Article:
Even the wooden floors of The Hanged Man had to be drunk, soaked in ale as they were. Normally, Hawke and his friends would be too, halfway through a game of Wicked Grace that Fenris would be losing terribly. They were settled around the table in Varric’s room, at least. Most of them, anyway. Fenris wouldn’t be part of breaking into the Gallows to free a mage (who wasn’t Hawke) and Aveline would’ve stopped them if she’d known.
“I can’t understand why you won’t just let me handle this, Brother,” Carver griped, scowling at Hawke across the table with the firelight waving behind him. “I’m a Templar, remember? I can sneak Merrill out and—”
“Knight Commander Meredith will have you beheaded as an example, or worse.” Anders said what Hawke was dreading, nursing an ale in a pitted steel tankard.
“Because we really needed that visual,” Hawke teased behind a smirk. “Besides, this plan is faster. I’ll turn myself in to the Circle, find Merrill, sneak through the tunnel Anders found while you keep the Templars busy, and meet Isabela at the docks. We’ll be done before dinner.”
“It won’t be that easy,” Carver insisted, throwing his hands up. “Not even for you.”
“This is for Kitten,” Isabela purred, leaning forward on the table to emphasize her assets as only she could. “Out of everyone here, you’ve got to want us doing everything we can for her, no matter how… Hard.”
Carver blushed just a little and sputtered to answer, and that was enough to make Isabela chuckle.
“That’s not, there’s no—” Ah, Carver. All eyes rested on him and for a moment, you could almost forget that Merrill was locked up in the Gallows facing Maker-knew-what at the hands of the most corrupt Templars in Thedas.
…And Cullen. Thraske too. There were a couple good eggs in the dozen, but even Hawke wouldn’t take those odds if he had a choice. Then again, wasn’t that the plan? Of course, whatever little relief there was couldn’t last long.
“I, I just don’t think it’s a good idea to send Hawke, it’s his fault she’s there in the first place!” He clanked his armored glove on the scratched, uneven table and their eyes met over the growing distance between them. It’d been hard enough when Carver said he wanted to be a Templar, but Hawke stood up for him against Mother anyway. The Order was bringing out the Gamlen in him yet…
“Well shit,” Varric cut through the tense silence. “Carver, you really don’t know how to change a subject.”
“My little brother,” Hawke mocked Carver, propping his elbows on the table. “Like it or not, we need two men on the inside to get this done. It’s got to be both of us.”
“You mean like the Deep Roads? Oh wait, you went alone and we thought you were dead for weeks.” Carver scowled and Anders rubbed at the back of his neck, trying to catch the gaze of anyone who wasn’t a Hawke. Isabela gave him a shrug, Varric only waved it off, and the conversation ran its course.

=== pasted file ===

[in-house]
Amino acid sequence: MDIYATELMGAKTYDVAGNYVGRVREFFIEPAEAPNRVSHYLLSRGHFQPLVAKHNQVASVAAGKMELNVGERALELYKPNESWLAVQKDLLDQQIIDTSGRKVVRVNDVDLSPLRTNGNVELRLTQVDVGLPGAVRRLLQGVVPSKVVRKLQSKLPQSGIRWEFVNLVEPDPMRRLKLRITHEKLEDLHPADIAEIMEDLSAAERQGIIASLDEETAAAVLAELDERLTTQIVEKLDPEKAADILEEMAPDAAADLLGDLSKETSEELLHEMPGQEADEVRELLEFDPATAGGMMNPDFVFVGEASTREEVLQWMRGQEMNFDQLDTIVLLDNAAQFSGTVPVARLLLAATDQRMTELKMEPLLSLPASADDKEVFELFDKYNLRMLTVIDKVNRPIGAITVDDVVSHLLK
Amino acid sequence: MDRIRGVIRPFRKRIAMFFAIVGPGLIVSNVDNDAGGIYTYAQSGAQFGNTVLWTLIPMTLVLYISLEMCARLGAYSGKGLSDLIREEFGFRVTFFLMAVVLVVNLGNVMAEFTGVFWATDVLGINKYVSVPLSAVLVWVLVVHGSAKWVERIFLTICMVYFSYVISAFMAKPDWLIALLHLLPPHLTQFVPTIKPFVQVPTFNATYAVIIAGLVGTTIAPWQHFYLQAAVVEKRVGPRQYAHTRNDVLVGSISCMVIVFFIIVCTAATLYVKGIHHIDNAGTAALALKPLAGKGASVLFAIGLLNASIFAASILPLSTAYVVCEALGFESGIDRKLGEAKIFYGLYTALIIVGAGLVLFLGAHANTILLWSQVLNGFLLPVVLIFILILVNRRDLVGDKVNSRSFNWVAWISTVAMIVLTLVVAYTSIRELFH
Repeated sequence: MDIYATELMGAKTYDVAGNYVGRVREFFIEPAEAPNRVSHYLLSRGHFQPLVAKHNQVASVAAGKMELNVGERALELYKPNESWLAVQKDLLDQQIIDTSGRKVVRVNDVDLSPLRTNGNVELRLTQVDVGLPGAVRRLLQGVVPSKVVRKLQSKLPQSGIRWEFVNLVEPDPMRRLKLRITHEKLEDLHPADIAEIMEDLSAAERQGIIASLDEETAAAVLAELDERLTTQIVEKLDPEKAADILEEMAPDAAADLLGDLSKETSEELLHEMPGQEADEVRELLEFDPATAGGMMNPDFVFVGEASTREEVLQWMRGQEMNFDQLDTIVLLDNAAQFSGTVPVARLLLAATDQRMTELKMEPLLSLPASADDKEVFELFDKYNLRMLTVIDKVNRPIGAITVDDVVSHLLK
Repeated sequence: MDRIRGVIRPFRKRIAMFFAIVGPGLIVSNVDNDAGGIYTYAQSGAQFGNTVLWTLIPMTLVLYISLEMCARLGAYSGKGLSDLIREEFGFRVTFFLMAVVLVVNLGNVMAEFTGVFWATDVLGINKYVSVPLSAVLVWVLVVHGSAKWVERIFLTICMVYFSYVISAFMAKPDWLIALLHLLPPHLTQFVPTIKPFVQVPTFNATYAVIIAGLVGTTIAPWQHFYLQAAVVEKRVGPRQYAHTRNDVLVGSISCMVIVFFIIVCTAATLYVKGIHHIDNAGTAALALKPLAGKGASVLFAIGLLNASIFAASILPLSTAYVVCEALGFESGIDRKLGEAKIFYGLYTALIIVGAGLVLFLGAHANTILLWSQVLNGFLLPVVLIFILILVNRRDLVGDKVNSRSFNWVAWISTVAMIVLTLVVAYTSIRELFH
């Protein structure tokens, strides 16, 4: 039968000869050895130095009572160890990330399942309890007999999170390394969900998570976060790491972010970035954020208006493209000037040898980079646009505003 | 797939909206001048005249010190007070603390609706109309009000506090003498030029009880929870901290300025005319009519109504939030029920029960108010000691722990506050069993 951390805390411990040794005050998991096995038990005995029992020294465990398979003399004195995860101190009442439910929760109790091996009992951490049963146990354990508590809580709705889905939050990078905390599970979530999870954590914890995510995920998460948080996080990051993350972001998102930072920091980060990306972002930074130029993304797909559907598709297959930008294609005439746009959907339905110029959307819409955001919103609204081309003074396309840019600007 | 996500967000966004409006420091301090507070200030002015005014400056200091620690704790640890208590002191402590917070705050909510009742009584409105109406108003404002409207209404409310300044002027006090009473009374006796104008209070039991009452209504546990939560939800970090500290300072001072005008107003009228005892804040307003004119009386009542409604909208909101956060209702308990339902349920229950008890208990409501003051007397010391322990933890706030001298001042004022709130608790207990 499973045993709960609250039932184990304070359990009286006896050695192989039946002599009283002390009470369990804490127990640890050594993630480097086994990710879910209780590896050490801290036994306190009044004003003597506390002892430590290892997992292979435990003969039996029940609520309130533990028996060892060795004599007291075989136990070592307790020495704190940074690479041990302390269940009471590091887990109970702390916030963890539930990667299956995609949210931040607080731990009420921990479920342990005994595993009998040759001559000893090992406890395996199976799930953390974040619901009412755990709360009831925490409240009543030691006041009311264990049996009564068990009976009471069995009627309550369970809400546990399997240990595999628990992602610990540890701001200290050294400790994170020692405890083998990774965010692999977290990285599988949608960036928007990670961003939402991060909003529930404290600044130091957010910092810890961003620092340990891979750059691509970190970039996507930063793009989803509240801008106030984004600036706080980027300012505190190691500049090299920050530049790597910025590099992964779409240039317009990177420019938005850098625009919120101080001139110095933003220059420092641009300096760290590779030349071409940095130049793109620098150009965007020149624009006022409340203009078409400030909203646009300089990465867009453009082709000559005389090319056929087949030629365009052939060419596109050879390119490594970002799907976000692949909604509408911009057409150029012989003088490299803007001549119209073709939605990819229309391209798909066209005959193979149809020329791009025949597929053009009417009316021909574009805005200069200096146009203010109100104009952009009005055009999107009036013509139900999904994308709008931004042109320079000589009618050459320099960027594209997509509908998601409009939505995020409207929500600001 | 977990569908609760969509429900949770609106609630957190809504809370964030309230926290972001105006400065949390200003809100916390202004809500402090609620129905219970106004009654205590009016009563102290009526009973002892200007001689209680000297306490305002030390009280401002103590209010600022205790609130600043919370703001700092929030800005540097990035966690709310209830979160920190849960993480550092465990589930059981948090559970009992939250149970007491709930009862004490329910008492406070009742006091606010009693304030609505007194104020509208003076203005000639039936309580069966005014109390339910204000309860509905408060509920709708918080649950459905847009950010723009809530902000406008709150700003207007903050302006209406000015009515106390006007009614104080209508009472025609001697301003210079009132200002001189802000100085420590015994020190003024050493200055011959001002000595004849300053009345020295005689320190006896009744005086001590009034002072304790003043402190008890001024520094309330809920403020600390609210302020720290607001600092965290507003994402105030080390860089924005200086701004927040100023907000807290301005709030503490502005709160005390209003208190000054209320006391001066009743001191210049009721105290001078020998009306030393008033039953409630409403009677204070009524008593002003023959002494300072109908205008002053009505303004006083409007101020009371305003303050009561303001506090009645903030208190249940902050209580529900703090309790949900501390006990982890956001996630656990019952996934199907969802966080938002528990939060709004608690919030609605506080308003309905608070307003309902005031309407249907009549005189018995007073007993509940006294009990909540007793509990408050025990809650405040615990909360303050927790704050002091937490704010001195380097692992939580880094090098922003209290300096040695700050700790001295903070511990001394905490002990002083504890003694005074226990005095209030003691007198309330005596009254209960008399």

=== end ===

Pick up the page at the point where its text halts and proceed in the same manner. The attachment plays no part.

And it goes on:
“So sorry to disappoint,” Hawke jabbed back, his patience thinning. “But we’ve got a friend to save.”
“That’s not what I meant!” Carver sighed, picking at a groove in the table. “If you hadn’t let her—”
Varric sat forward, doing his best to get between the two brothers. “Look, kid, she wanted to fix that mirror and she would’ve done whatever it took to make that happen. It’s no one’s fault.”
Hawke stood with a sigh. “Drinks, anyone?”
“Oh, yes,” Isabela crooned. “You’re such a sweet thing.”
Anders turned it down with a gesture and Varric raised his tankard, which was message enough as Hawke waved over his shoulder and walked down the stairs. Carver could get his own blasted drink.
“Corff,” he greeted as he approached the bar. He held up two fingers and put down enough coin for four drinks. Corff dealt with drunk Hawke when he was poor, and this seemed a just reward now that he lived in Hightown. Not that he was any less of a rowdy drunk.
“How goes it, Hawke?” He left the rag on the counter to pour two drinks, and at a glance, Hawke was certain that rag just moved dirt around rather than cleaning anything. Part of the charm, really.
“Let’s just say these drinks are just what I need.”
“That bad, huh?” They traded grins and Hawke took the tankards from the bar top. “Nothing you can’t handle after the Deep Roads, I’m sure.”
“There’s never more than I handle, Corff,” Hawke agreed. It worked for him so far, and why would he try humility now? This was his last night as a free man – for the moment – and he intended to wake up hungover from it and uncertain where his trousers were. All he could hope at this point was that Carver would remember they were brothers once he had Garrett in a locked cell in the Circle with restrictions on everything from reading material to bedtime. Or maybe it would be better if he forgot that fact.
Read the next chapter.
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